Recommended Actions for Identifying Potential Audit Issues

The ATG provides the general audit procedures that IRS auditors should consider in identifying issues relating to compliance with the capitalization regulations and also provides detailed audit procedures with respect to specified issues. In identifying potential audit issues, auditors are advised to take the following actions:

(1) Determine if the taxpayer filed Form(s) 3115 to change its accounting method following a capitalization-to-repair study or for dispositions prior to 2012;

(2) Determine if the taxpayer filed Form(s) 3115 for tax years beginning on or after January 1, 2012, but before January 1, 2014 to comply with the temporary regulations;

(3) Determine if the taxpayer filed Form(s) 3115 for years beginning on or after January 1, 2012 to comply with the final regulations;

(4) Identify each accounting method change, designated change number, and the applicable revenue procedure governing the change;

(5) Determine if a taxpayer should have, but did not file Form(s) 3115 to comply with the final regulations and/or the disposition regulations;

(6) If a Form 3115 was not filed, determine if the taxpayer adopted a new or different method of accounting for assets acquired or produced, UOPs, improved assets, repairs, dispositions, or for materials or supplies for amounts paid or incurred in the year(s) under audit;

(7) Read annual reports and Forms 10-K. Identify new facilities, expansions of old facilities, or other changes affecting the acquisition, improvement or disposition of fixed assets. Look for any footnotes regarding changes in accounting policy that impact fixed assets including de minimis thresholds; and

(8) Consider the tax return. Review Schedule M and consider any book/tax differences for fixed assets, depreciation and materials and supplies.

In doing an audit risk analysis, auditors are advised to consider whether a taxpayer has changed, or should have changed, its method of accounting for tangible property acquired, produced, improved or disposed by taking the following steps.

(1) Consider any examination activity for prior years including: (i) the amount of the Code Sec. 481(a) adjustment and whether the taxpayer combined and/or netted any Code Sec. 481(a) adjustments on Form(s) 3115; (ii) whether a capitalization to repair study was conducted and if so, when it was conducted, which tax years are impacted, which entities were included in the study, and the population of assets included in the study; (iii) identification of the UOP as defined by the taxpayer; (iv) the method used to reclassify costs and whether the taxpayer used a database word search analysis, reviewed project folders, or interviewed employees with knowledge of assets included in the study; (v) whether a sampling method was used to determine the Code Sec. 481(a) adjustment and, if so, how the population of samples was determined, and if another sampling method was used, what type and why; (vi) a review of the Form(s) 3115 to identify each of the methods changed and whether this has been reconciled with final regulations.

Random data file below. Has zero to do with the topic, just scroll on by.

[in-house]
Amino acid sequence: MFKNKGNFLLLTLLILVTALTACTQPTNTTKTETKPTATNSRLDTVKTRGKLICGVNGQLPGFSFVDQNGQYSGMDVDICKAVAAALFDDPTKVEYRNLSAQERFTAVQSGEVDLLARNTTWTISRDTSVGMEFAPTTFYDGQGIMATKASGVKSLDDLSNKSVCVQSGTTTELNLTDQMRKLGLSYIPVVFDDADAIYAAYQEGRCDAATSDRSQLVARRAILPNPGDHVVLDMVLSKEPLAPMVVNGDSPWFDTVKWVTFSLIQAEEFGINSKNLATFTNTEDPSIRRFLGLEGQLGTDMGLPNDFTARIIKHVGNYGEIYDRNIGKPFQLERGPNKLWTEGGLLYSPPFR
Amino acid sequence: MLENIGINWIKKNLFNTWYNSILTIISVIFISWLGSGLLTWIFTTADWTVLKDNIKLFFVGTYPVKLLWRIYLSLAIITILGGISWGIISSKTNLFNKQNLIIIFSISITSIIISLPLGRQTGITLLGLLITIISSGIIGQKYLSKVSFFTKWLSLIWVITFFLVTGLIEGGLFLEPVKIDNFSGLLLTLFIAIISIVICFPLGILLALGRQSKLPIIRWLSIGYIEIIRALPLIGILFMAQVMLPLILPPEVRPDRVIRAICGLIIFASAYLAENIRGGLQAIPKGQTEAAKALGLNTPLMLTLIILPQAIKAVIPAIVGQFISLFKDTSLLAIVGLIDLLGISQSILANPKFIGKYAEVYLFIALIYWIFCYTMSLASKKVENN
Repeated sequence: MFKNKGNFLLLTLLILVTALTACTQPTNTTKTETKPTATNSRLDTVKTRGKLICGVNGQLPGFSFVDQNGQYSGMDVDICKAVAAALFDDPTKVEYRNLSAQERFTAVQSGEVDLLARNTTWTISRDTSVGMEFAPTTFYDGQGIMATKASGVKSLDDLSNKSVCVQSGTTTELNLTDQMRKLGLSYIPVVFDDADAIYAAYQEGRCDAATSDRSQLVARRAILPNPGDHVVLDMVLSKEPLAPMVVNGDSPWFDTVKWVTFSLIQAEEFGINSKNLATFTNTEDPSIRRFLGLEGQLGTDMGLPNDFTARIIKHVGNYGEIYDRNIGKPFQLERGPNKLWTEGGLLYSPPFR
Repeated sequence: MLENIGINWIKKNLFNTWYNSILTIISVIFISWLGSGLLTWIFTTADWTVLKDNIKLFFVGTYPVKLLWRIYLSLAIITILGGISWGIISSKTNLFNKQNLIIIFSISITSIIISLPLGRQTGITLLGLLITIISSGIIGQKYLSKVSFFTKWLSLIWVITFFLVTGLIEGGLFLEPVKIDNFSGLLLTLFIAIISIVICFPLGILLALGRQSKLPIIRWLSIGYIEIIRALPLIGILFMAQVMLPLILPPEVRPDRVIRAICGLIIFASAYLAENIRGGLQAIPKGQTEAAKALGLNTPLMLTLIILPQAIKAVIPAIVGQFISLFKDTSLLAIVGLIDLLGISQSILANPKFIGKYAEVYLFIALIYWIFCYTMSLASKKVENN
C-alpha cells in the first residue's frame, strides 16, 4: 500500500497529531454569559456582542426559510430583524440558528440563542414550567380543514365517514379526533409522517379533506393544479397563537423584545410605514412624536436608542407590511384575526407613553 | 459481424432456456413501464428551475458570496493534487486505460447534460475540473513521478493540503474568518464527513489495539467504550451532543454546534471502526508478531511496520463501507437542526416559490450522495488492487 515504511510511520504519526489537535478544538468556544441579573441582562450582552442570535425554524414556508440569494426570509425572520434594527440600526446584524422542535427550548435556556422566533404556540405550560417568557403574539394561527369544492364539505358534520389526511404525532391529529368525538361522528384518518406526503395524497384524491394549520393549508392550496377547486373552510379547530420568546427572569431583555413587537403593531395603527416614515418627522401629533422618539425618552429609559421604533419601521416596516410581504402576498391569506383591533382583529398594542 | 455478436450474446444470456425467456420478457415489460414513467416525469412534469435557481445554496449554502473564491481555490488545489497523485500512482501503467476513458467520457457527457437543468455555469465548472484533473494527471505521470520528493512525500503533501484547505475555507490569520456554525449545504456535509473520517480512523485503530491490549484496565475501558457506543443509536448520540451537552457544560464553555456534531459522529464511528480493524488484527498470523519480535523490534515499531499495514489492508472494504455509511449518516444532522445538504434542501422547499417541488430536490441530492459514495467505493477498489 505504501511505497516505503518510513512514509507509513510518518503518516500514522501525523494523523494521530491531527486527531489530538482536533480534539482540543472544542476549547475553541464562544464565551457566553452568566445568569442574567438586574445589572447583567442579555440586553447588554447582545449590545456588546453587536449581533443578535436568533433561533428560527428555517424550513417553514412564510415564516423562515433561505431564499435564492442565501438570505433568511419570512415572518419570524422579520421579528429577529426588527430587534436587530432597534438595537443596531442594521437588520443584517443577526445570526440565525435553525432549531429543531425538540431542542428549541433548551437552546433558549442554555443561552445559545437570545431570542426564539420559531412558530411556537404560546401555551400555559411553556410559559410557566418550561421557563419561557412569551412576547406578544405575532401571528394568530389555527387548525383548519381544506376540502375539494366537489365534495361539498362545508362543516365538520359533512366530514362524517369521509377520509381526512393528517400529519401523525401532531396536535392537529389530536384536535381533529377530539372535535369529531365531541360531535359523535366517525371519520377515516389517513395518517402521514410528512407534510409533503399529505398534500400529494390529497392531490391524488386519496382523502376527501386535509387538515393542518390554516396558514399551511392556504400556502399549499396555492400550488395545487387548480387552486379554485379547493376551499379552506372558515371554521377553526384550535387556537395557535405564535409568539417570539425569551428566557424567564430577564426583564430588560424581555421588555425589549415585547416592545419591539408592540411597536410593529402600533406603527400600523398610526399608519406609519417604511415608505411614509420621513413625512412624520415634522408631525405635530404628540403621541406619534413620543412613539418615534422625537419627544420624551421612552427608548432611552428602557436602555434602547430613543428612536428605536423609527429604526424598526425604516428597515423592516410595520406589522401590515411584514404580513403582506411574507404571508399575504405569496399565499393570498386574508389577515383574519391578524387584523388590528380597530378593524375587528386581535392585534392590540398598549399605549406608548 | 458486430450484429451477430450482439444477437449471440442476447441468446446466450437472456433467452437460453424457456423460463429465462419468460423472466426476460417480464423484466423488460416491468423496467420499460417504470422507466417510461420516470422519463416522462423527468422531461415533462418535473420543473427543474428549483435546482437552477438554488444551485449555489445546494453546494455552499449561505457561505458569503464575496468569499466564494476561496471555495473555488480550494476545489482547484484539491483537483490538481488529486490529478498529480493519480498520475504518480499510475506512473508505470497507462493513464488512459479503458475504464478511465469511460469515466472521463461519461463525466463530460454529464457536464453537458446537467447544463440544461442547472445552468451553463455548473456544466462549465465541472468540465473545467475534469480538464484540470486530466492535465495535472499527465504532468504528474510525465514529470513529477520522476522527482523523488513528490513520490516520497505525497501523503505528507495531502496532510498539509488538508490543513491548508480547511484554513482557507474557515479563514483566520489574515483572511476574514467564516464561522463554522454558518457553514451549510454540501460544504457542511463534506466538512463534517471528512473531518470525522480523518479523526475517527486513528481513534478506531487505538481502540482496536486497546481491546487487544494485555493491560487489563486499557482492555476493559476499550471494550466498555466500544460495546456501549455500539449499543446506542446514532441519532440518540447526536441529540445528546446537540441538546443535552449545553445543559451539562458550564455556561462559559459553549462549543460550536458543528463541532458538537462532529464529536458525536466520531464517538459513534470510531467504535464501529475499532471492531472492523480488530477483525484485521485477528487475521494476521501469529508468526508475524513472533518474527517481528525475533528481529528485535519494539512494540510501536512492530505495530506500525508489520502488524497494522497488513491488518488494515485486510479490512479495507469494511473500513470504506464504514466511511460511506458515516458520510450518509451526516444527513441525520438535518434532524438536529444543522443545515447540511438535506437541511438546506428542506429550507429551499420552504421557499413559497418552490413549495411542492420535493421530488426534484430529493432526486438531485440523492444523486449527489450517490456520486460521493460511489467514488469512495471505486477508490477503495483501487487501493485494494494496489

(2) Analyze Schedule M adjustments for book to tax depreciation differences.

(3) Review the taxpayer's written policies regarding asset capitalizations and consider any capitalization threshold statements.

(4) Review the taxpayer's written policies regarding asset dispositions and consider policy changes for dispositions of property.

(5) Determine how the taxpayer accounts for materials and supplies.

(6) Review the current tax return for any new elections involving capitalization.


Practitioners should have a thorough understanding of the capitalization regulations and how they impact their clients. The capitalization ATG can assist by providing practitioners with a road map of what documentation should be included in a client's work papers relating to depreciation calculations and capitalization and asset disposition policies.

For a discussion of the rules relating to capital expenditures, see Parker Tax ¶99,500.

Disclaimer: This publication does not, and is not intended to, provide legal, tax or accounting advice, and readers should consult their tax advisors concerning the application of tax laws to their particular situations. This analysis is not tax advice and is not intended or written to be used, and cannot be used, for purposes of avoiding tax penalties that may be imposed on any taxpayer. The information contained herein is general in nature and based on authorities that are subject to change. Parker Tax Publishing guarantees neither the accuracy nor completeness of any information and is not responsible for any errors or omissions, or for results obtained by others as a result of reliance upon such information. Parker Tax Publishing assumes no obligation to inform the reader of any changes in tax laws or other factors that could affect information contained herein.